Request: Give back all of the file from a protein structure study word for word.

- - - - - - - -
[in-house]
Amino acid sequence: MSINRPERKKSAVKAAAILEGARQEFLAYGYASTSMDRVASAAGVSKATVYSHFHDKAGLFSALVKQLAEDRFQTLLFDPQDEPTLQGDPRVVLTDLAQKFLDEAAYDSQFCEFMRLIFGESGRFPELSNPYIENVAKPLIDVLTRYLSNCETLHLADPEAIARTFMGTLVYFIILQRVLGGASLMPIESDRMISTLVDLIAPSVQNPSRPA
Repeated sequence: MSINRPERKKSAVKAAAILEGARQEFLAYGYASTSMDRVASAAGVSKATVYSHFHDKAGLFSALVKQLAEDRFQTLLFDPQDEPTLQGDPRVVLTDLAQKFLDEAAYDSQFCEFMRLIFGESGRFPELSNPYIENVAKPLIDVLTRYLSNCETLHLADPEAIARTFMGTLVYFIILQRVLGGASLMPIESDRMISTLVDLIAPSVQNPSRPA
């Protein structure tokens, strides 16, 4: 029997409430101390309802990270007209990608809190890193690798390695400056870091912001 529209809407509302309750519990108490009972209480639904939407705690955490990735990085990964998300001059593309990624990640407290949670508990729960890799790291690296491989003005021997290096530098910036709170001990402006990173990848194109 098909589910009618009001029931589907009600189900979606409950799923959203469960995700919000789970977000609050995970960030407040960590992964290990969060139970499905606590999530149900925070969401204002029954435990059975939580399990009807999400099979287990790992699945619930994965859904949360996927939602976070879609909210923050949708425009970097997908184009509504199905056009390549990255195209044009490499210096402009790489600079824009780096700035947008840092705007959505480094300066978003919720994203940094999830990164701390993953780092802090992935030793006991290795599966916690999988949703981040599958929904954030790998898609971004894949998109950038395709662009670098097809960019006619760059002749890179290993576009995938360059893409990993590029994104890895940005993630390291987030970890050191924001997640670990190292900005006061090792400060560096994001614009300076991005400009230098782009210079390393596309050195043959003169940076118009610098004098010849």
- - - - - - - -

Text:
[in-house]
Amino acid sequence: MSINRPERKKSAVKAAAILEGARQEFLAYGYASTSMDRVASAAGVSKATVYSHFHDKAGLFSALVKQLAEDRFQTLLFDPQDEPTLQGDPRVVLTDLAQKFLDEAAYDSQFCEFMRLIFGESGRFPELSNPYIENVAKPLIDVLTRYLSNCETLHLADPEAIARTFMGTLVYFIILQRVLGGASLMPIESDRMISTLVDLIAPSVQNPSRPA
Repeated sequence: MSINRPERKKSAVKAAAILEGARQEFLAYGYASTSMDRVASAAGVSKATVYSHFHDKAGLFSALVKQLAEDRFQTLLFDPQDEPTLQGDPRVVLTDLAQKFLDEAAYDSQFCEFMRLIFGESGRFPELSNPYIENVAKPLIDVLTRYLSNCETLHLADPEAIARTFMGTLVYFIILQRVLGGASLMPIESDRMISTLVDLIAPSVQNPSRPA
């Protein structure tokens, strides 16, 4: 029997409430101390309802990270007209990608809190890193690798390695400056870091912001 529209809407509302309750519990108490009972209480639904939407705690955490990735990085990964998300001059593309990624990640407290949670508990729960890799790291690296491989003005021997290096530098910036709170001990402006990173990848194109 098909589910009618009001029931589907009600189900979606409950799923959203469960995700919000789970977000609050995970960030407040960590992964290990969060139970499905606590999530149900925070969401204002029954435990059975939580399990009807999400099979287990790992699945619930994965859904949360996927939602976070879609909210923050949708425009970097997908184009509504199905056009390549990255195209044009490499210096402009790489600079824009780096700035947008840092705007959505480094300066978003919720994203940094999830990164701390993953780092802090992935030793006991290795599966916690999988949703981040599958929904954030790998898609971004894949998109950038395709662009670098097809960019006619760059002749890179290993576009995938360059893409990993590029994104890895940005993630390291987030970890050191924001997640670990190292900005006061090792400060560096994001614009300076991005400009230098782009210079390393596309050195043959003169940076118009610098004098010849």